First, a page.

Back last September I discovered the project from a poster in the staff-room at work giving details about Simon, who was walking from the Bodleian to the British Library to raise awareness and funds for the project. It caught my eye and I immediately thought about volunteering, but as I had just returned to work for the new academic year and was about to embark on a Masters in ‘Library and Information Studies’ I decided now was not appropriate, so I put it to the back of my mind and decided to wait for the right time to make contact. I started my course at UCL in early October and within two weeks I discovered that my fellow student was the Simon in the poster at work. This brought the project to my full awareness again and I started to wonder if I might be able to focus my dissertation around it.
Soon after this I had a meeting with my supervisor where I discussed the possibility of working as a volunteer for ECHO Refugee Library and using the research to write my dissertation. I expressed my concern around the sensitive nature of the refugee situation and how I did not feel comfortable using interviews and questionnaires under such fraught circumstances. My supervisor suggested I approach it as an auto-ethnography; with a degree in anthropology this was music to my ears.
With the coincidence of meeting Simon and the support of my supervisor it was confirmation that I was meant to volunteer and work for the project. So, plans have been made and both myself and Simon have committed to spending initially three weeks in June as a volunteer team to operate and support the mobile library in Athens. The cherry on the cake was when we both bid for UCL’s Dean’s Funds of £200 and were offered the full £700 for travel costs and expenses, I was blown away. Apparently this is unprecedented and confirms the commitment from UCL and their support for this unique project.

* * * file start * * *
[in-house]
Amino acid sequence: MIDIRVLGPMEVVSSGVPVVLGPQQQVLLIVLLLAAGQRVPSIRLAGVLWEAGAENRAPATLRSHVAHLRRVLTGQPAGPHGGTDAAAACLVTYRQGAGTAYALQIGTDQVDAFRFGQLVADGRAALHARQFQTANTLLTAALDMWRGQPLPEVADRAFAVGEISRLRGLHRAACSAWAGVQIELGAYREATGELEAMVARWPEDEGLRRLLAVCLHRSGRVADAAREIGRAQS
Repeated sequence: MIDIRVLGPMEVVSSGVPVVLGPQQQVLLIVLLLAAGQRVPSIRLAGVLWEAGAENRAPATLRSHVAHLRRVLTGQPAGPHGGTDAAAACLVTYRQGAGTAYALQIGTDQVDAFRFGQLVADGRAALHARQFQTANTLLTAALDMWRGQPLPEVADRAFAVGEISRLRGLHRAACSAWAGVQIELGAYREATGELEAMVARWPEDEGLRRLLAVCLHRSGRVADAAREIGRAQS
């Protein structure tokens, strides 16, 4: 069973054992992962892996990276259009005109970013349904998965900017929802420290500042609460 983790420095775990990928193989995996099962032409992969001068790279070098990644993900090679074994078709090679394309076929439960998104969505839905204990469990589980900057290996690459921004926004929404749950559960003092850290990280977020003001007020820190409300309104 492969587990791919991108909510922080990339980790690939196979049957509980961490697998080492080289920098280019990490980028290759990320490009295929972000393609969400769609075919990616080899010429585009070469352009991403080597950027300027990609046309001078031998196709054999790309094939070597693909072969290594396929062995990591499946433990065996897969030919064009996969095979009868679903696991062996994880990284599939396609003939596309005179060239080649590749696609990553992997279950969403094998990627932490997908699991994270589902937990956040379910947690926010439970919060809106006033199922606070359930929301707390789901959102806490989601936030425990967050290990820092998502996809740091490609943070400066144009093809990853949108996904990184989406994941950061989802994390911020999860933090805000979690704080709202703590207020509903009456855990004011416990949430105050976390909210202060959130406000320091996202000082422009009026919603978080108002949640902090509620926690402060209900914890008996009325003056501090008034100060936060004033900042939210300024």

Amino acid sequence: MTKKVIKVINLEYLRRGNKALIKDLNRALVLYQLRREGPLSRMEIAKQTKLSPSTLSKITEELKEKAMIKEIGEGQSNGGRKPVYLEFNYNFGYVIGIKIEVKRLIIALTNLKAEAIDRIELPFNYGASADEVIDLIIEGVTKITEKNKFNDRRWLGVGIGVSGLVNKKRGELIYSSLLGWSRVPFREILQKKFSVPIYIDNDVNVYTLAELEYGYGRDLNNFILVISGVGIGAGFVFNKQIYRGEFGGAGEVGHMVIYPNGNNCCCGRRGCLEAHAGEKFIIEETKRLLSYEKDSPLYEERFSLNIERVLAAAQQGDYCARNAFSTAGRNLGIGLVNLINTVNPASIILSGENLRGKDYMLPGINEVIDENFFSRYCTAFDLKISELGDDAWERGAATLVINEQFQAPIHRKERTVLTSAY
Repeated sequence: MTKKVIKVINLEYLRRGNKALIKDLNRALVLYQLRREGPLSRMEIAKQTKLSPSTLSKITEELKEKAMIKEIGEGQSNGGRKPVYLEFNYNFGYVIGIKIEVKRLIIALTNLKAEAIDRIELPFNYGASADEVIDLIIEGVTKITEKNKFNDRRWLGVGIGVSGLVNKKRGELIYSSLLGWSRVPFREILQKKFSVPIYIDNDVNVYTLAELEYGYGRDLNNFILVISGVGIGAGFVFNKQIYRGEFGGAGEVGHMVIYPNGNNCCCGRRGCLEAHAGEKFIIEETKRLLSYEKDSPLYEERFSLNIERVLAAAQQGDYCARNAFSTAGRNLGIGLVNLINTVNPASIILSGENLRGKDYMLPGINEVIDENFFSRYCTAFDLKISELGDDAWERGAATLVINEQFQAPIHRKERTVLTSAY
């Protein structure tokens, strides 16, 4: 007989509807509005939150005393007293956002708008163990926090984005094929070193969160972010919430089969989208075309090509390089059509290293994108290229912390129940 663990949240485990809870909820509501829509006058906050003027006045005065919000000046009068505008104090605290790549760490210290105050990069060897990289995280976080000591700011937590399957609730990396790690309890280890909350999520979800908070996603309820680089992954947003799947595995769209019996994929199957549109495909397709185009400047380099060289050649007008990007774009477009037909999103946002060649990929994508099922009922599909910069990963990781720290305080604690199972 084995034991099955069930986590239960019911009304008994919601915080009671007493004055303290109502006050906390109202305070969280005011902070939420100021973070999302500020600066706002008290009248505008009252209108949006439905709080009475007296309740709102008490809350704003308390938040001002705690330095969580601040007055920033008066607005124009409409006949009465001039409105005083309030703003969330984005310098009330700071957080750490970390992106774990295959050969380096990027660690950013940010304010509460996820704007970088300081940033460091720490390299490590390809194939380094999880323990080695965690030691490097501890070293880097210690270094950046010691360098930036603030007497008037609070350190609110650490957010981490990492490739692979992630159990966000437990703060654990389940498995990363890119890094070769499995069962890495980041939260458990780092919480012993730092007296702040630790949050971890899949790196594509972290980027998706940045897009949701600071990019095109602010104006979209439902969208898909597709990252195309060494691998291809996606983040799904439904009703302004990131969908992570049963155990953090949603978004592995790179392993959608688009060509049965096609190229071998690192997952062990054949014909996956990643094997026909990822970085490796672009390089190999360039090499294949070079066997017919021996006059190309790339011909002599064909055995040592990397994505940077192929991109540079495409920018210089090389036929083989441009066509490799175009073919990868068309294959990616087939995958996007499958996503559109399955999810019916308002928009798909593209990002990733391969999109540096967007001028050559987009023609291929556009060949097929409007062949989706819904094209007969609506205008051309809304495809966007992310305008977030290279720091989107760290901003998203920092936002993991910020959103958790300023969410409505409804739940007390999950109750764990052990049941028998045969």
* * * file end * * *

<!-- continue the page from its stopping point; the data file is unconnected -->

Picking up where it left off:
So the plan is to travel to Greece, work with ECHO Refugee Library and write about the experience as an auto-ethnography for my Masers dissertation. Along the way I hope to support and raise awareness of both the refugee’s plight and the importance of a mobile library. On my return and having lived the experience I will share more of my travels with a mobile library.
Justine Humphrey, Library Assistant
Oxford Brookes University
If you would like to support ECHO and help them keep ‘dreams and drive alive’ go to: https://chuffed.org/project/echorefugeelibrary
By uczcmsm, on 29 April 2018
“Grantwood House is a place for marvels and magic and for radical prose.”
The Clocks In This House All Tell Different Times by Xan Brooks is an enchanting, magical tale about the most disturbing and depraved elements of human survival. Taking place a couple years after the first world war, the story follows several characters that have been drastically changed by the conflict that gripped England for so long. Haunted by the challenges presented with trauma, the characters are drawn together through their search for survival and desire for a future.